© 2018 by Miri Stryjan.

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Loan Contract Structure and Adverse Selection: Survey Evidence from Uganda 

with Gulesci S., A. Madestam and C. Ahlin. September 2019 (R&R Journal of Economic Behavior & Organization)


While adverse selection is an important theoretical explanation for credit rationing it is difficult to quantify empirically. Many studies measure the elasticity of credit demand of existing or previous borrowers as opposed to the population at large; other studies use cross- sectional approaches that may confound borrower risk with other factors. We circumvent both issues by surveying a representative sample of microenterprises in urban Uganda and by measuring their responses to multiple hypothetical contract offers, varying in interest rates and collateral requirements. The two seminal theories on selection provide contradicting predictions following a change in the contractual terms. Under adverse selection, a lower interest rate or a lower collateral obligation should increase take up among less risky borrowers. By contrast, advantageous selection implies that take up should increase among the riskier borrowers. We test these two predictions by examining if firm owners respond to changes in the interest rate or the collateral requirement and whether higher take up varies by firms’ risk type. We find support for the presence of adverse selection as contracts with lower interest rates or lower collateral obligations increase hypothetical demand – especially for less risky firms. Our results imply that changes to the standard loan product available to microenterprises may have substantial effects on credit demand.

Preparing for Genocide: Quasi-Experimental Evidence from Rwanda

with Bonnier E., J. Poulsen, T. Rogall. October 2019 (Submitted)


This paper provides evidence on how state-controlled community meetings can facilitate the mobilization of civilians into violence. We analyze a Rwandan mandatory community program that required citizens to participate in community work and political meetings every Saturday in the years before the 1994 genocide. We exploit cross-sectional variation in meeting intensity induced by exogenous weather fluctuations, and find that a one standard-deviation increase in the number of rainy Saturdays before the genocide resulted in a 17 percent lower civilian participation rate in genocide violence. The natural placebo test – rainfall on other weekdays in the same period – yields no statistically significant results. The effect is driven by the meetings in the last six months before the genocide, and we find evidence that the meetings provided an arena for the local elites to spread propaganda and bring people together. Our findings shed light on the potentially amplifying role of government-ordered community meetings in channeling mass-violence.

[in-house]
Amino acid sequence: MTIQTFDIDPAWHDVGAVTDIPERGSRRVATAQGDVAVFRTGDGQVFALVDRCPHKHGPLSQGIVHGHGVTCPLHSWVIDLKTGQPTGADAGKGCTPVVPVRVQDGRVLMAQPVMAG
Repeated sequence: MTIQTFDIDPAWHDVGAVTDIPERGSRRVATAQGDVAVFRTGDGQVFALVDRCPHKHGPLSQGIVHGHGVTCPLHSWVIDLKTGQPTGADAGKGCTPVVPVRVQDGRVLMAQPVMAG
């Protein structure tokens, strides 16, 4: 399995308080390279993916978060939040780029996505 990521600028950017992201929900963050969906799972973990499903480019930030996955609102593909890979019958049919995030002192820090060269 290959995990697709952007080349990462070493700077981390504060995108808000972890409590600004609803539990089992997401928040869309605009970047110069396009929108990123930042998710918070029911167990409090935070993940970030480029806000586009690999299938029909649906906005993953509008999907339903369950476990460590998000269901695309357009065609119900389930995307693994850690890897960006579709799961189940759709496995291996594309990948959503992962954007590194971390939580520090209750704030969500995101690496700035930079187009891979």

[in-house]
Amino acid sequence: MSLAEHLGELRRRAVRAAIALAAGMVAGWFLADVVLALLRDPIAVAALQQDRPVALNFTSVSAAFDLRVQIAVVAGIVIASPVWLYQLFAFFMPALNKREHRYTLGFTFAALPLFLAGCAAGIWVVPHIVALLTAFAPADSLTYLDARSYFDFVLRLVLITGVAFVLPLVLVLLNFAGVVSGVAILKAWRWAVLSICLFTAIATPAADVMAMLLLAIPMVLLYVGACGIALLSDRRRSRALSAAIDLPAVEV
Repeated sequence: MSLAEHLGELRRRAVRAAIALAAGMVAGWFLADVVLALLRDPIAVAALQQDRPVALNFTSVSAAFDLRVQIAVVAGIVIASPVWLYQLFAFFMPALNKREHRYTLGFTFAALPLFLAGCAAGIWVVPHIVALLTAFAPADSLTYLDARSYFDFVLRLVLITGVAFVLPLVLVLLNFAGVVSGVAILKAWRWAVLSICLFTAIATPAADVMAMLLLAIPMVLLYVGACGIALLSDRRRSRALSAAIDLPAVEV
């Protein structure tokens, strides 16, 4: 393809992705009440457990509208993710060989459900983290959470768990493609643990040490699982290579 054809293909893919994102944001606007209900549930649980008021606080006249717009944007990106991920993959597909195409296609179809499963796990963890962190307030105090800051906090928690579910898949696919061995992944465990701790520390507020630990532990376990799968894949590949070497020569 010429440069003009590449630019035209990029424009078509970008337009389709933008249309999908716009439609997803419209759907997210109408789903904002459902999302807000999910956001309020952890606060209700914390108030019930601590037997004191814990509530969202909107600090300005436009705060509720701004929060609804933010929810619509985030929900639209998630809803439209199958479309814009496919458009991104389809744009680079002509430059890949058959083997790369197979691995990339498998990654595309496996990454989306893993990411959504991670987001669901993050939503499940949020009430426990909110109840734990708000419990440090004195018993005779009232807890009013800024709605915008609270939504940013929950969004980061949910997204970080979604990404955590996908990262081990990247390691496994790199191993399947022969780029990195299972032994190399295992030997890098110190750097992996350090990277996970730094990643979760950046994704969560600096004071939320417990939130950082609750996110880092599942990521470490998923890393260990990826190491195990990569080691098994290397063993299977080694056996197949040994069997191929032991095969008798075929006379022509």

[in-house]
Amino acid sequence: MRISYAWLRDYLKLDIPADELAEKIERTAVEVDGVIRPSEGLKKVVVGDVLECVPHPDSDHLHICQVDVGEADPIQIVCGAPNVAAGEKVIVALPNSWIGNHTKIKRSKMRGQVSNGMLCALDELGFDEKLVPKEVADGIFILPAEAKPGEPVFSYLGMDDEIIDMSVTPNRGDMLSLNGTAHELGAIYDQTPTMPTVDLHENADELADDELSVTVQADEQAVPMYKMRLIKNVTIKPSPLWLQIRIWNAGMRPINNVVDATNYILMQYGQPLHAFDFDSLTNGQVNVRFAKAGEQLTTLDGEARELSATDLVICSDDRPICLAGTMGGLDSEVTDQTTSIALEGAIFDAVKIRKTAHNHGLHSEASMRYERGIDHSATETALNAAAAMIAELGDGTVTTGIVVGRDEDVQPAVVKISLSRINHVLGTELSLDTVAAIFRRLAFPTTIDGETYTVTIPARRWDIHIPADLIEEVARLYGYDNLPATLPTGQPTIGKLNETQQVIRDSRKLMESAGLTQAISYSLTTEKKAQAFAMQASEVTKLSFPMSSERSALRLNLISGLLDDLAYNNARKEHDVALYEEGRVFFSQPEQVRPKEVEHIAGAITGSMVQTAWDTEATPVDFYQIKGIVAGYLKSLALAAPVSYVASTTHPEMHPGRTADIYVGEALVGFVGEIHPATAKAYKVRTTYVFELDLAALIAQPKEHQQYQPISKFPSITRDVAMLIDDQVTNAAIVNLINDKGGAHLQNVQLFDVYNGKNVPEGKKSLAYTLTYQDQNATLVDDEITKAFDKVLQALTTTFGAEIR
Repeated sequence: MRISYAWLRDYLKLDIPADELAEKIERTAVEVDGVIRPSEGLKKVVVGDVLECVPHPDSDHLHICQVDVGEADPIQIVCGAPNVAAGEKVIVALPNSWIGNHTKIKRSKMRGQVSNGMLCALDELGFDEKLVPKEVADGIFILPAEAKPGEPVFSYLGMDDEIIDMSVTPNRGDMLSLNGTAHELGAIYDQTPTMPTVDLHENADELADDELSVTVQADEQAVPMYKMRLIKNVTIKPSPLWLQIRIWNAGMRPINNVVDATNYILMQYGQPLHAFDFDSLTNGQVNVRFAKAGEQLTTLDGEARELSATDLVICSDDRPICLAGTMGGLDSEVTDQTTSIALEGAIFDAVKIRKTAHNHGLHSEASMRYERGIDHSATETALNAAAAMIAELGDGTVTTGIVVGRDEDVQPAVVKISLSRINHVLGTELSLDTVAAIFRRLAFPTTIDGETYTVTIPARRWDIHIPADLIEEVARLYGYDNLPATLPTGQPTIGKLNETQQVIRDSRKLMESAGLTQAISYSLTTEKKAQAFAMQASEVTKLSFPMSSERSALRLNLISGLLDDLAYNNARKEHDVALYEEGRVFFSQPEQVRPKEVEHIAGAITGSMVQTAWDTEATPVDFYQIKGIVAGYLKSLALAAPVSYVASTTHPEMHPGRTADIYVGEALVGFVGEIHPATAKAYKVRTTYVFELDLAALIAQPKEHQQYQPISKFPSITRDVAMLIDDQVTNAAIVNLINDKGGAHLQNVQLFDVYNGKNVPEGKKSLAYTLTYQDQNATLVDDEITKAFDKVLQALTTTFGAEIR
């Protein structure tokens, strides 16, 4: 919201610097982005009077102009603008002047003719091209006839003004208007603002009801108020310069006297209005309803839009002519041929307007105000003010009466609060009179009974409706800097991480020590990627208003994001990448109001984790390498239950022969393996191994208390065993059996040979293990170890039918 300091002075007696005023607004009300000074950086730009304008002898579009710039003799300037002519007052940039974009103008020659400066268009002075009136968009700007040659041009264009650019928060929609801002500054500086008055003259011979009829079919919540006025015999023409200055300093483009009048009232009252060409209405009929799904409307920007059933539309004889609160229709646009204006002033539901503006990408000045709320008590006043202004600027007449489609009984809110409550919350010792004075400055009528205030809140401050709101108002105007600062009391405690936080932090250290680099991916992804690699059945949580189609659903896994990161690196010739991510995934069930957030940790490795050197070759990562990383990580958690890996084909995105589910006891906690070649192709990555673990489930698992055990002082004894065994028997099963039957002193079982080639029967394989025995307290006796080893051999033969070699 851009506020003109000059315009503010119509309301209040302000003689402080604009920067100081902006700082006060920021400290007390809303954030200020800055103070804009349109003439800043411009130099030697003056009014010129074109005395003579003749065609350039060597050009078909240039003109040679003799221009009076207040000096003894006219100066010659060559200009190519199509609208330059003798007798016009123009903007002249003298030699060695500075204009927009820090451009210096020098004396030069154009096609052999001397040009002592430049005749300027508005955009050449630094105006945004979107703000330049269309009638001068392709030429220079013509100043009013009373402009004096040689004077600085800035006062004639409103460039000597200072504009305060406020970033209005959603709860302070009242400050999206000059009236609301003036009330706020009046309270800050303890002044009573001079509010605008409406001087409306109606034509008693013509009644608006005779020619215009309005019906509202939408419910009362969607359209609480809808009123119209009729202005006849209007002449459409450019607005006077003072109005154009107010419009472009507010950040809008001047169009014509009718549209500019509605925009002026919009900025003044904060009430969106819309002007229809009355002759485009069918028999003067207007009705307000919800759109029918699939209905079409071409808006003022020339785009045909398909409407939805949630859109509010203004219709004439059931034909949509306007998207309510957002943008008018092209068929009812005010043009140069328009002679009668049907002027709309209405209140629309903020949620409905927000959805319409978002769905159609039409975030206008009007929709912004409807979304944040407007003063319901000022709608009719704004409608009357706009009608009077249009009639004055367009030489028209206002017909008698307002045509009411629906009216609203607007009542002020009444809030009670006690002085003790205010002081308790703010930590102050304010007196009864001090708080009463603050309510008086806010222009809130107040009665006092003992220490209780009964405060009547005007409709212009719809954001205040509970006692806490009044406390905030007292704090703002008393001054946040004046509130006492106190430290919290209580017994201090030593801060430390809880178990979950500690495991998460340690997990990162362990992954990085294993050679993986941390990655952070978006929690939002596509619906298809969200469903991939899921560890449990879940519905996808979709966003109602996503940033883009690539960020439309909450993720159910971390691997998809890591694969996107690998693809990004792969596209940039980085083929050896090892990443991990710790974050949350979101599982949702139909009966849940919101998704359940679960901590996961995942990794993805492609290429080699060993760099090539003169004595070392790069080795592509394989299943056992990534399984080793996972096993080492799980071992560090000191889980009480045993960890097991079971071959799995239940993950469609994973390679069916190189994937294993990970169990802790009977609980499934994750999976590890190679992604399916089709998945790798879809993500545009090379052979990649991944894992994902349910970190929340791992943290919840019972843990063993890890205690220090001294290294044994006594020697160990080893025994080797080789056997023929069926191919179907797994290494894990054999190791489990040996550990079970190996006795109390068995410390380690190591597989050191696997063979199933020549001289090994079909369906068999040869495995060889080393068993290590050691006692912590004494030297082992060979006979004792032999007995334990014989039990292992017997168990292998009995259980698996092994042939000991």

A popular summary of the paper can be found here.

Media (Swedish): Forskning och Framsteg


Inside the Production Function: The Effect of Financial Contracts on Growing Firms' Technology Use 
with Selim Gulesci Andreas Madestam and Francesco Loiacono, Mimeo, Stockholm University.

Randomized control trial (Uganda). Fieldwork ongoing. AEA registry number: AEARCTR-0003062. 

Performance based incentive payment for loan officers in Microfinance, with Erika Deserranno and Lame Ungwang. 

Randomized Field experiment in Uganda, implementation and data collection initiated in fall 2018. Fieldwork ongoing.

AEA registry number: AEARCTR-0004529. 

Rotation policies for loan officers in Microfinance, with Erika Deserranno and Lame Ungwang. 

Randomized Field experiment in Uganda, implementation and data collection initiated in fall 2018. Fieldwork ongoing. 

AEA registry number: AEARCTR-0004891

The anatomy of Deliberative Decision making, with Vesall Nourani and Maya Duru.

The project uses data from lab in the field experiments in farmer groups in Malawi collected in 2013-16.

Microfinance in a developed country: the case of the disadvantaged Bedouin population in Israel, with Suleiman Abubader.

The project uses administrative data from a microfinance institution that provides group lending for Bedouin women.